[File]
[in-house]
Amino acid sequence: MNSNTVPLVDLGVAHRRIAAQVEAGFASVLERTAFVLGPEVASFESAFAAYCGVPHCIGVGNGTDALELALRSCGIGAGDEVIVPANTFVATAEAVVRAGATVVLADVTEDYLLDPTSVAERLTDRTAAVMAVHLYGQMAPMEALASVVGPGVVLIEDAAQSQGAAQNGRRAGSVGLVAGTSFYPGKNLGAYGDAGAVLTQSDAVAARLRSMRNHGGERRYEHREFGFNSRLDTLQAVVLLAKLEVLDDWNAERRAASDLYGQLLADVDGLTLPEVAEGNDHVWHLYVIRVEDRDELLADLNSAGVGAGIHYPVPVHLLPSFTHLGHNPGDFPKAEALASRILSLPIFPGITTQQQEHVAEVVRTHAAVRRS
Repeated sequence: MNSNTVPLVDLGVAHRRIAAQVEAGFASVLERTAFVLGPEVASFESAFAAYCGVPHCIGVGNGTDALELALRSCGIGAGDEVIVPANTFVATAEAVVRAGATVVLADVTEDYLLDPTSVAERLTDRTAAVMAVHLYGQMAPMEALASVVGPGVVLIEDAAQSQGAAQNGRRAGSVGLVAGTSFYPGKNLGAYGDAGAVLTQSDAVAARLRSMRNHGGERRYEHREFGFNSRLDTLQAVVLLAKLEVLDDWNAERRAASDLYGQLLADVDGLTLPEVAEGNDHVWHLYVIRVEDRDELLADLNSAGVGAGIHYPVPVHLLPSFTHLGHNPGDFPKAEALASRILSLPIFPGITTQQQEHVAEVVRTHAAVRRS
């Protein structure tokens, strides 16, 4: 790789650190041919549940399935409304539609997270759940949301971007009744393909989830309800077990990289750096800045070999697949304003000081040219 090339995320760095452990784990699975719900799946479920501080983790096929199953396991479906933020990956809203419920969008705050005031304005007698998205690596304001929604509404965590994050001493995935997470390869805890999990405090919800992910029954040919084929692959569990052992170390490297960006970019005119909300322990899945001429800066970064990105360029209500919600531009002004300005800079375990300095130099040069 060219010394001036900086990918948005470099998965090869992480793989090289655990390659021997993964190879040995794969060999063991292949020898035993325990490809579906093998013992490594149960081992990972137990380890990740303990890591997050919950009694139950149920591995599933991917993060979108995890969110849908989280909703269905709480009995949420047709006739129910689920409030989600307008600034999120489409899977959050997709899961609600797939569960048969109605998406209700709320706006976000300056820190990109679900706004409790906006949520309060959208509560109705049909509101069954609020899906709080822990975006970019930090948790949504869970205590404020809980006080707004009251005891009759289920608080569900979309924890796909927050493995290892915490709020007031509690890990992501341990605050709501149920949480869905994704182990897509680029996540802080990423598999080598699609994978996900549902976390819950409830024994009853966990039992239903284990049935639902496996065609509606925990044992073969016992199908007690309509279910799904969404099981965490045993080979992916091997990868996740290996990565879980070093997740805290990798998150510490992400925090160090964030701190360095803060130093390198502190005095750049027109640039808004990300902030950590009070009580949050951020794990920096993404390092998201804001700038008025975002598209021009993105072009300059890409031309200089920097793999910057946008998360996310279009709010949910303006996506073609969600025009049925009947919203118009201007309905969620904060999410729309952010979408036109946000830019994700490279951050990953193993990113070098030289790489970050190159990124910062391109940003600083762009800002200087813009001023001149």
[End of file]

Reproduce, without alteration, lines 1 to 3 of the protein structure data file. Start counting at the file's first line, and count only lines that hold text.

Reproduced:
[in-house]
Amino acid sequence: MNSNTVPLVDLGVAHRRIAAQVEAGFASVLERTAFVLGPEVASFESAFAAYCGVPHCIGVGNGTDALELALRSCGIGAGDEVIVPANTFVATAEAVVRAGATVVLADVTEDYLLDPTSVAERLTDRTAAVMAVHLYGQMAPMEALASVVGPGVVLIEDAAQSQGAAQNGRRAGSVGLVAGTSFYPGKNLGAYGDAGAVLTQSDAVAARLRSMRNHGGERRYEHREFGFNSRLDTLQAVVLLAKLEVLDDWNAERRAASDLYGQLLADVDGLTLPEVAEGNDHVWHLYVIRVEDRDELLADLNSAGVGAGIHYPVPVHLLPSFTHLGHNPGDFPKAEALASRILSLPIFPGITTQQQEHVAEVVRTHAAVRRS
Repeated sequence: MNSNTVPLVDLGVAHRRIAAQVEAGFASVLERTAFVLGPEVASFESAFAAYCGVPHCIGVGNGTDALELALRSCGIGAGDEVIVPANTFVATAEAVVRAGATVVLADVTEDYLLDPTSVAERLTDRTAAVMAVHLYGQMAPMEALASVVGPGVVLIEDAAQSQGAAQNGRRAGSVGLVAGTSFYPGKNLGAYGDAGAVLTQSDAVAARLRSMRNHGGERRYEHREFGFNSRLDTLQAVVLLAKLEVLDDWNAERRAASDLYGQLLADVDGLTLPEVAEGNDHVWHLYVIRVEDRDELLADLNSAGVGAGIHYPVPVHLLPSFTHLGHNPGDFPKAEALASRILSLPIFPGITTQQQEHVAEVVRTHAAVRRS